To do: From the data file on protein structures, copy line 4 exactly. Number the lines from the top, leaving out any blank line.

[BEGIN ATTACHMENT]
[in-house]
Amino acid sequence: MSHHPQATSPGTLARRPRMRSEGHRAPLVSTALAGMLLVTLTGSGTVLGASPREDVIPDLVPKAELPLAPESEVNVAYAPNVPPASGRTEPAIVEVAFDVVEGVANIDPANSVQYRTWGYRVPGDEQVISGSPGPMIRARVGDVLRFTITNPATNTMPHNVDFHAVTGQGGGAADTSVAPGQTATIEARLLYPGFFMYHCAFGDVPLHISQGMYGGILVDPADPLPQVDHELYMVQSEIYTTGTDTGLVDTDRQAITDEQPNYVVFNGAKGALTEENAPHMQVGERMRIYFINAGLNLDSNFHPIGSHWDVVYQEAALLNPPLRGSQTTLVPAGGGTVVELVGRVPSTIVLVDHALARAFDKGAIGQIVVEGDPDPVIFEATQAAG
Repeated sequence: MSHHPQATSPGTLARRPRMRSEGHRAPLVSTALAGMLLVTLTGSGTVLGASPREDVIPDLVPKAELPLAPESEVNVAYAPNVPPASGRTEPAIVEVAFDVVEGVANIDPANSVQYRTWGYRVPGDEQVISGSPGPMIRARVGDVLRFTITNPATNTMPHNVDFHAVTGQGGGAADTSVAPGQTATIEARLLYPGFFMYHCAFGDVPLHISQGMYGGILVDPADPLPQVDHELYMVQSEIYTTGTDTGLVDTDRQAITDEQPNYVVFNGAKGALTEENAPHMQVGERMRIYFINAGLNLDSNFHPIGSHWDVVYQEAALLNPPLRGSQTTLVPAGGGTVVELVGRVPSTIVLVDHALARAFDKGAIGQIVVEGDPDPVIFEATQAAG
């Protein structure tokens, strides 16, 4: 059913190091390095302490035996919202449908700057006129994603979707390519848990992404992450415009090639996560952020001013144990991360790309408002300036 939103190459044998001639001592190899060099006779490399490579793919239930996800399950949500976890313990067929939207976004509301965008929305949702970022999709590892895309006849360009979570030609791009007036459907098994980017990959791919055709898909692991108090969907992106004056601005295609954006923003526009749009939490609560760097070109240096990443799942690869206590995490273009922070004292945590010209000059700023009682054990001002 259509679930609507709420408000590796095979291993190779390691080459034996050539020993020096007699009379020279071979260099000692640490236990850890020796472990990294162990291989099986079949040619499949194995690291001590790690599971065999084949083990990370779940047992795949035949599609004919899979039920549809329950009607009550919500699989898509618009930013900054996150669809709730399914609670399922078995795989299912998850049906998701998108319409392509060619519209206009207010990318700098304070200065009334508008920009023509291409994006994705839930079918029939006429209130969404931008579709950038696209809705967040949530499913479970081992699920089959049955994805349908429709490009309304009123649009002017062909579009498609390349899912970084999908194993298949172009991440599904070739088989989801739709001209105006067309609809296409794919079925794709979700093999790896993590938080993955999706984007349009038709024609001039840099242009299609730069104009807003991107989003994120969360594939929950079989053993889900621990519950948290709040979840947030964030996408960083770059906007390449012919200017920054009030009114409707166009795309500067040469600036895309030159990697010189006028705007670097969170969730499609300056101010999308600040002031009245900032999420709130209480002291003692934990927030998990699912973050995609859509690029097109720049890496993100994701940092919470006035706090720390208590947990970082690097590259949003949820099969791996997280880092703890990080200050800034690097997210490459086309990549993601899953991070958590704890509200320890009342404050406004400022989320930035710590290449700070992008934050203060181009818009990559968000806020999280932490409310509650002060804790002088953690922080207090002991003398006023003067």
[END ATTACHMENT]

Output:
């Protein structure tokens, strides 16, 4: 059913190091390095302490035996919202449908700057006129994603979707390519848990992404992450415009090639996560952020001013144990991360790309408002300036 939103190459044998001639001592190899060099006779490399490579793919239930996800399950949500976890313990067929939207976004509301965008929305949702970022999709590892895309006849360009979570030609791009007036459907098994980017990959791919055709898909692991108090969907992106004056601005295609954006923003526009749009939490609560760097070109240096990443799942690869206590995490273009922070004292945590010209000059700023009682054990001002 259509679930609507709420408000590796095979291993190779390691080459034996050539020993020096007699009379020279071979260099000692640490236990850890020796472990990294162990291989099986079949040619499949194995690291001590790690599971065999084949083990990370779940047992795949035949599609004919899979039920549809329950009607009550919500699989898509618009930013900054996150669809709730399914609670399922078995795989299912998850049906998701998108319409392509060619519209206009207010990318700098304070200065009334508008920009023509291409994006994705839930079918029939006429209130969404931008579709950038696209809705967040949530499913479970081992699920089959049955994805349908429709490009309304009123649009002017062909579009498609390349899912970084999908194993298949172009991440599904070739088989989801739709001209105006067309609809296409794919079925794709979700093999790896993590938080993955999706984007349009038709024609001039840099242009299609730069104009807003991107989003994120969360594939929950079989053993889900621990519950948290709040979840947030964030996408960083770059906007390449012919200017920054009030009114409707166009795309500067040469600036895309030159990697010189006028705007670097969170969730499609300056101010999308600040002031009245900032999420709130209480002291003692934990927030998990699912973050995609859509690029097109720049890496993100994701940092919470006035706090720390208590947990970082690097590259949003949820099969791996997280880092703890990080200050800034690097997210490459086309990549993601899953991070958590704890509200320890009342404050406004400022989320930035710590290449700070992008934050203060181009818009990559968000806020999280932490409310509650002060804790002088953690922080207090002991003398006023003067």